In response to a request by the member journals of the Association of Medical Publications, the American Academy of Family Physicians (AAFP) recently developed a Web site (www.btresponse.org) for bioterrorism preparedness that mirrors the AAFP's own bioterrorism Web page (www.aafp.org/btresponse/index.xml).
Merck Recalls Hepatitis A Vaccine VAQTA
Merck & Co. recently voluntarily recalled VAQTA (Hepatitis A vaccine, Inactivated) in prefilled syringes after re-tests revealed a decreased antigen content in some syringes that was below the established minimum specification. As a result, some patients who were vaccinated with the affected lots may be insufficiently protected from hepatitis A. Patients who may have received doses from the affected lots would have been vaccinated after May 29, 2001 with the adult formulation, and after August 9, 1999 with the pediatric/adolescent formulation. Merck requests that any stock of the recalled VAQTA in prefilled syringes be returned. Additional information on the recall, including a list of the affected lots, is available online at www.MerckVaccines.com/vaccines/hepa/vaqta_recall.html. For medical questions, call 800-672-6372; for shipping assistance, call 800-637-2579; and for questions about the recall process, call 800-668-4391.
Relationship Found Between Low-Income Living and Being Uninsured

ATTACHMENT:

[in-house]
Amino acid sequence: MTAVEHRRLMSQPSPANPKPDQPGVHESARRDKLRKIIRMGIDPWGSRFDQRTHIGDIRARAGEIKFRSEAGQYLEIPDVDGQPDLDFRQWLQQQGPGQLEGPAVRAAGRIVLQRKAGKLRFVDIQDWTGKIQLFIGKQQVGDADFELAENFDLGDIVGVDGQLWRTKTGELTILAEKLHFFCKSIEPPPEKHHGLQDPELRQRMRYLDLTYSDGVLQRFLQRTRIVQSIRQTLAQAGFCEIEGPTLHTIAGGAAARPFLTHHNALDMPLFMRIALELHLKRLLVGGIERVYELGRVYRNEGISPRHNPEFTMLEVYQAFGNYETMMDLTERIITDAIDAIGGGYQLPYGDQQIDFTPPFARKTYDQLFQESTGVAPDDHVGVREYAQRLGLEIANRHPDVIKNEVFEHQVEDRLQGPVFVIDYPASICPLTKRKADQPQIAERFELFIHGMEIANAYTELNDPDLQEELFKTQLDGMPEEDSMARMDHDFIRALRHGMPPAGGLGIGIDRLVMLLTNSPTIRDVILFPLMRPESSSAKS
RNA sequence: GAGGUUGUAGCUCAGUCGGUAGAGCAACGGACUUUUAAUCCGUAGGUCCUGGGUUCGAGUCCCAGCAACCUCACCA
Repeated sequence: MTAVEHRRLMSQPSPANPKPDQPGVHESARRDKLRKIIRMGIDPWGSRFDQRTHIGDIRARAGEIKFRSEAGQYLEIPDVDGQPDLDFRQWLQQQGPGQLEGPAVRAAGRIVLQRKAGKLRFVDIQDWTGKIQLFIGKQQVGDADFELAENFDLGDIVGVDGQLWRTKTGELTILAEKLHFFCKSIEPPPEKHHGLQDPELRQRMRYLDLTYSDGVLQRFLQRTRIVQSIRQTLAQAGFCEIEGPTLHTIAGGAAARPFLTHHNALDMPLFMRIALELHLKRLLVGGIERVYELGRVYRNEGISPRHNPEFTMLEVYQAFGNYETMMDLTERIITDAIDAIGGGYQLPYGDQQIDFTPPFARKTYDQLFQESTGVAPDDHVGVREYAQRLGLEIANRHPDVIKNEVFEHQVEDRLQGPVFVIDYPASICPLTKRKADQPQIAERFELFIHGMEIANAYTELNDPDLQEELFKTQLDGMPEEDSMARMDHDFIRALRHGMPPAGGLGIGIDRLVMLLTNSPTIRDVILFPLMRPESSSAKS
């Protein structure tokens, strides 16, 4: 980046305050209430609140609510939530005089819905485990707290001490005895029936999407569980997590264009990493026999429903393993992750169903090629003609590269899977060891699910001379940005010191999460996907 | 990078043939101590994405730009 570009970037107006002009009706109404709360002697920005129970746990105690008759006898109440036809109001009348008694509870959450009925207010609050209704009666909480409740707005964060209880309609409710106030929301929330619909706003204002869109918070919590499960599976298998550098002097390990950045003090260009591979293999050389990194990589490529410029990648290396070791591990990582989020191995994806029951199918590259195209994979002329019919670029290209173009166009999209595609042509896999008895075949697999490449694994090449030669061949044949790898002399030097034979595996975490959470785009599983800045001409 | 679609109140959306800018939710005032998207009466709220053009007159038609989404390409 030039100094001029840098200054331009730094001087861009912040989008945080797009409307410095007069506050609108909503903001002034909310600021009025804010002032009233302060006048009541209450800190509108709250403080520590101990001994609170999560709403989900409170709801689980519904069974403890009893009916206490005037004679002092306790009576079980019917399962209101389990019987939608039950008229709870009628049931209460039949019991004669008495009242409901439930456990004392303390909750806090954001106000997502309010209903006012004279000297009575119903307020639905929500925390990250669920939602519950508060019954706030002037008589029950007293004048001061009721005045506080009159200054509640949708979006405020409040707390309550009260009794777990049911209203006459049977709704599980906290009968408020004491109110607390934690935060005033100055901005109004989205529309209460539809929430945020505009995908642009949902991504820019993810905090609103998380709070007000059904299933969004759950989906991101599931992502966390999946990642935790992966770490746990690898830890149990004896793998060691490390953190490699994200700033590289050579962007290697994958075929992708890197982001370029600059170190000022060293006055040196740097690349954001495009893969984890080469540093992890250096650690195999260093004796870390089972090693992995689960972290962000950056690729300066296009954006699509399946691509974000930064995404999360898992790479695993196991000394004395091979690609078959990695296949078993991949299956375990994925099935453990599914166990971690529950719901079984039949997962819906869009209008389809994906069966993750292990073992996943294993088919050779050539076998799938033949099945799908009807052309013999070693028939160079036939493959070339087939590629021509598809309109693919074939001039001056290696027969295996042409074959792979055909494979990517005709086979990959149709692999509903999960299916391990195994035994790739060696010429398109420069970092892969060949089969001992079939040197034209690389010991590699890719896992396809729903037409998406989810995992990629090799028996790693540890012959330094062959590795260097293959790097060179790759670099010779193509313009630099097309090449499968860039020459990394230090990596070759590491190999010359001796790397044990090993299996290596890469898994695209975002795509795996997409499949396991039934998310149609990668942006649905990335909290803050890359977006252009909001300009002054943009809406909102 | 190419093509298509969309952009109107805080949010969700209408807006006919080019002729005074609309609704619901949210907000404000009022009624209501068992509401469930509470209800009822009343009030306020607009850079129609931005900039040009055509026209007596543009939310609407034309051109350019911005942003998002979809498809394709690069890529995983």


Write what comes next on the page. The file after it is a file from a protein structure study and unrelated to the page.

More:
According to the December 17 issue of Medicine and Health, results of a survey conducted between April 27 and July 29, 2001, by Princeton Survey Research Associates, showed that nearly 25 percent of adults were uninsured at some point during the past year, and that the majority of persons without coverage were adults with low or modest incomes. Seventy-five percent of people who were uninsured at the time of the survey and 63 percent of persons who were uninsured for part of the past year had an annual income of less than $35,000. Among persons uninsured at the time of the survey, only 2 percent had an income of more than $60,000; only 7 percent of persons who were uninsured for part of the year had an income of more than $60,000. Low-income adults, defined as those having a yearly income less than $20,000, had the highest rate of being uninsured. Low-income persons also have the smallest chance of obtaining insurance, with 35 percent of low-income workers citing that their employers did not offer insurance.